So where does that finally leave us? We have observed that it is perfectly natural and healthy for women to wear trousers and men to wear skirts. But how about the "hijab" (Muslim headscarf) of the Middle East and Catholic nunnery? In our highly Islamaphobic climate ever since the attrocities of September 11, the Hijab has been seen by many a liberal as a symbol of patriarchal oppression on women. We see a Muslim woman walking down the street in her Hijab, and voila! What do we assume? Opression! We assume that this woman is being forced do cover up by her husband/father/etc and that she needs to be "liberated" from the shackles of Islamic patriarchy. It seldom occurs to us that some women dress that way, not out of societal pressure, but simply because they are most comfortable with expressing themselves in such a way. A woman who chooses to wear make up and high heels is not, as is commonly maintained by the prescriptive feminists, "an agent of female oppression". Likewise, a woman who wears a Hijab is not necessarily an oppressed woman. On the contrary, she is liberated enough to stand up for her beliefs in the face of Islam-phobia. It seldom occurs to us that these women wear the Hijab, not out of compulsion, but our of choice. It seldom occurs to us that an adult woman adult woman has got enough backbone to decide for herself whether or not to wear a Hijab. During my undergraduate days, we were tutored by a Muslim lady who would wear her hijab to class, and I'll say that she was one of the nicest, most down-to-earth people I had met. This is probably obvious to most sane, intelligent human beings, but just because someone is Muslim, or Christian, or Hindu, etc, does NOT mean that they do not believe in the value of liberty and freedom of self-expression. And to deny someone the right to practice their traditions (so long as these do not undermine the rights of others, e.g. cannibalism), how i that any less intolerant and bigoted than the religious fundamentalists we are up against? Now don't get me wrong. I'm neither a terrorist, nor do I support bigamy of any kind. I'm just saying that many of us liberals have gotten so caught up in our own sense of grandiose, that we treat people who are different from us (conservatives mainly) in a sort of patronizing fashion, sort of like naive little children who need to be corrected, and as a liberal, this really is quite embarrassing for me to say.

In conclusion, the fault lies I suppose, in assigning value to differences, which highlights the universal flaw of societies all around the globe. We tend to use our own cultural and socio-political mores as a yardstick by which "good" and "bad" can be measured, not realizing that somewhere across the globe, someone else is making these exact same value judgments about us. The solution to this problem lies, I think, in realizing that what is different is not necessarily "bad". So the next time you see something out of the ordinary, don't assume that it is "bad" simply because it is different.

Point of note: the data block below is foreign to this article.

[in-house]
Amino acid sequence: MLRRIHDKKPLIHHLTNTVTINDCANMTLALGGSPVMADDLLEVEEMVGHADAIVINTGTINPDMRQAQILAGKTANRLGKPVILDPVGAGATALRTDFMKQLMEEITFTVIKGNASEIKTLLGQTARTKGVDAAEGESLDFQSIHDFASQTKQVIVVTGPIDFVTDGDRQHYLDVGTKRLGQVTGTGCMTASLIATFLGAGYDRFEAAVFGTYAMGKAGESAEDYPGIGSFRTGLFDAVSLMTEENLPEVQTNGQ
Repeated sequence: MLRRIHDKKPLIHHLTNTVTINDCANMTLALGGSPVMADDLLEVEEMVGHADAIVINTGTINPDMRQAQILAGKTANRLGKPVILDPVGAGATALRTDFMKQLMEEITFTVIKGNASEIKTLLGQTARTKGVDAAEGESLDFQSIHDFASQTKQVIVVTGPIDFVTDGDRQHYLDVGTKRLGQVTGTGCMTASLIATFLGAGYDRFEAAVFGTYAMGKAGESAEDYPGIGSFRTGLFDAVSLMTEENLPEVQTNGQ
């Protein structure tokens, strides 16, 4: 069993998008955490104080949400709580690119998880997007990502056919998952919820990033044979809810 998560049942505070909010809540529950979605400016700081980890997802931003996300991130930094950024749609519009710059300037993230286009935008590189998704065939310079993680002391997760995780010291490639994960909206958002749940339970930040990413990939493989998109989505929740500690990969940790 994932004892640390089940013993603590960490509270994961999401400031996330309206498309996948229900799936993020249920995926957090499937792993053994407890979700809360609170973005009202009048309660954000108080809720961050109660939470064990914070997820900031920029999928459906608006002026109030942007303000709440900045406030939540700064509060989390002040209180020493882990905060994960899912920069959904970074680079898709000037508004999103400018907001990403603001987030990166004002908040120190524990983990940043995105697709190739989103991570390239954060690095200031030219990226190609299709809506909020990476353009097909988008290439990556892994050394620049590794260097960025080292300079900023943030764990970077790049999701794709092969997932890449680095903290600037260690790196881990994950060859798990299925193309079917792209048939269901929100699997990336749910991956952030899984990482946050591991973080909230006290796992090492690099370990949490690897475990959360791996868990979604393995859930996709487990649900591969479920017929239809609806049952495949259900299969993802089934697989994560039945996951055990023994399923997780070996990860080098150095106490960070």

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    • BereniceTeh90 profile image

      BereniceTeh90 5 years ago

      Hi there, differentspirits, I'm so sorry for the late reply; I did flip thru your hub a few days ago, but today I've finally got time to do a full read through it! :) Thanks, I feel that many people misinterpret people like myself; they think that we are dissatisfied "privilege deniers", but all we want is to enjoy equal freedom with the women as to how we are going to present ourselves and our bodies to the world, and I also feel that Western society over-glamorizes female beauty, while denying the existence of male beauty. Men's bodies are every bit as beautiful as women's, every bit as worthy of display but not that many straight men are aware of that. They subscribe to the notion that "men look sexier covered up", which can be damaging to men who want their outwardly displayed bodies to be physically desired.

    • differentspirits profile image

      differentspirits 5 years ago

      Very interesting analysis of fashion freedom! I really do wish it were more acceptable for guys to dress more feminine if they want, since it seems to be less taboo for girls to be tomboys. I love androgyny and all different types of gender expression :) You should check out my first hub about my partner :)

    • BereniceTeh90 profile image

      BereniceTeh90 6 years ago

      Thanks Josak, the West may be alot more liberated than say Pakistan/Saudi Arabia, but we're still a long way from being a truly diverse culture.

    • Josak profile image

      Josak 6 years ago from variable

      SO true, we say we have freedom in this country but it seems that those who try to exercise it are often maligned and marginalized, thanks for sharing. Voted up and interesting and following.